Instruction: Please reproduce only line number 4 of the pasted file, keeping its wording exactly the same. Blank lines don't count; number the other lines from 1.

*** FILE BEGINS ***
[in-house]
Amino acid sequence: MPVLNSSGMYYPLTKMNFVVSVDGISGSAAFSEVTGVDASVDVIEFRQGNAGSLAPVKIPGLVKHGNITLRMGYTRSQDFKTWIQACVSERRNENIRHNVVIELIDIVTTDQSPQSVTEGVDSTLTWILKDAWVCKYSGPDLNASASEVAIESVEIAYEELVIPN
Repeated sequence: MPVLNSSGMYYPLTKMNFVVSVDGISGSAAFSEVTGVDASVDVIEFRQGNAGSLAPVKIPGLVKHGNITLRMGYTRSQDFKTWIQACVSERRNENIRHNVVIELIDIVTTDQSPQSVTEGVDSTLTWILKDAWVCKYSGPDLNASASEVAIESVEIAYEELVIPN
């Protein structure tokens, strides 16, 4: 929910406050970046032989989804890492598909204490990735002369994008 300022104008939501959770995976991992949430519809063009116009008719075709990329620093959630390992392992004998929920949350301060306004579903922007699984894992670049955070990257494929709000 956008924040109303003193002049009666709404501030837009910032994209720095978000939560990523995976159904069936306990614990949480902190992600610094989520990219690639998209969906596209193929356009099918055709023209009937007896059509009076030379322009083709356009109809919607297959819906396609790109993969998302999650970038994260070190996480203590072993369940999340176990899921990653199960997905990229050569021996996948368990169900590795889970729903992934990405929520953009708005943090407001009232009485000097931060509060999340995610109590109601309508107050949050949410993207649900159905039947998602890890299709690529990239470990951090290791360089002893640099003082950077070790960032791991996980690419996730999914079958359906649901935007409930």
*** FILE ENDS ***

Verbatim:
């Protein structure tokens, strides 16, 4: 929910406050970046032989989804890492598909204490990735002369994008 300022104008939501959770995976991992949430519809063009116009008719075709990329620093959630390992392992004998929920949350301060306004579903922007699984894992670049955070990257494929709000 956008924040109303003193002049009666709404501030837009910032994209720095978000939560990523995976159904069936306990614990949480902190992600610094989520990219690639998209969906596209193929356009099918055709023209009937007896059509009076030379322009083709356009109809919607297959819906396609790109993969998302999650970038994260070190996480203590072993369940999340176990899921990653199960997905990229050569021996996948368990169900590795889970729903992934990405929520953009708005943090407001009232009485000097931060509060999340995610109590109601309508107050949050949410993207649900159905039947998602890890299709690529990239470990951090290791360089002893640099003082950077070790960032791991996980690419996730999914079958359906649901935007409930």